Summary: The purpose was to 1) examine the reliability of field-based running-specific measures of neuromuscular function assessed via GPS-embedded accelerometers and 2) examine their responses to three typical conditioned sessions (i.e., Strength, Endurance and Speed) in elite soccer players. Before and immediately after each session, vertical jump (CMJ) and adductors squeeze strength (Groin) performances were recorded. Players also performed a 4-min run at 12 km/h followed by 4 ~60-m runs (run =12 s, r =33 s). GPS (15-Hz) and accelerometer (100 Hz) data collected during the four runs + the recovery periods excluding the last recovery period were used to derive vertical stiffness (K), peak loading force (peak force over all the foot-strikes, Fpeak) and propulsion efficiency (i.e., ratio between velocity and force loads, Vl/Fl). Typical errors were small (CMJ, Groin, K and Vl/Fl) and moderate (Fpeak), with moderate (Fpeak), high (K and Vl/Fl) and very high ICC (CMJ and Groin). After all sessions, there were small decreases in Groin and increases in K, while changes in F were all unclear. In contrast, the CMJ and Vl/Fl ratio responses were session-dependent: small increase in CMJ after Speed and Endurance, but unclear changes after Strength; the Vl/Fl ratio increased largely after Strength, while there was a small and a moderate decrease after the Endurance and Speed, respectively. Running-specific measures of neuromuscular function assessed in the field via GPS-embedded accelerometers show acceptable levels of reliability. While the three sessions examined may be associated with limited neuromuscular fatigue, changes in neuromuscular performance and propulsion-efficiency are likely session objective-dependent.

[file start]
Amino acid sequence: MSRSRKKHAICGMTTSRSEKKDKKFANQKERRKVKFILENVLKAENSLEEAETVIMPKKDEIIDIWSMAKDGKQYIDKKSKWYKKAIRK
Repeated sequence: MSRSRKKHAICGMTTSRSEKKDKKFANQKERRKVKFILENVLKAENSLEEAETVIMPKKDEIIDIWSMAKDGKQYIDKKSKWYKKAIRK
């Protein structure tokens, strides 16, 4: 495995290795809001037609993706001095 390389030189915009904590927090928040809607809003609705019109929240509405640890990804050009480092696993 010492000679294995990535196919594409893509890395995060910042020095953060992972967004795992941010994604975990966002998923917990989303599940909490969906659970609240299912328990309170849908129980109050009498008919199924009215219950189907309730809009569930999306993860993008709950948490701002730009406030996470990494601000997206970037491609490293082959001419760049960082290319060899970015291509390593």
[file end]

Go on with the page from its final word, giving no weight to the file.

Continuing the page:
#3 How Game Location Affects Soccer Performance: T-Pattern Analysis of Attack Actions in Home and Away Matches
Reference: Front Psychol. 2017 Aug 21;8:1415. doi: 10.3389/fpsyg.2017.01415. eCollection 2017.
Authors: Diana B, Zurloni V, Elia M, Cavalera CM, Jonsson GK, Anguera MT
Download link: http://journal.frontiersin.org/article/10.3389/fpsyg.2017.01415/full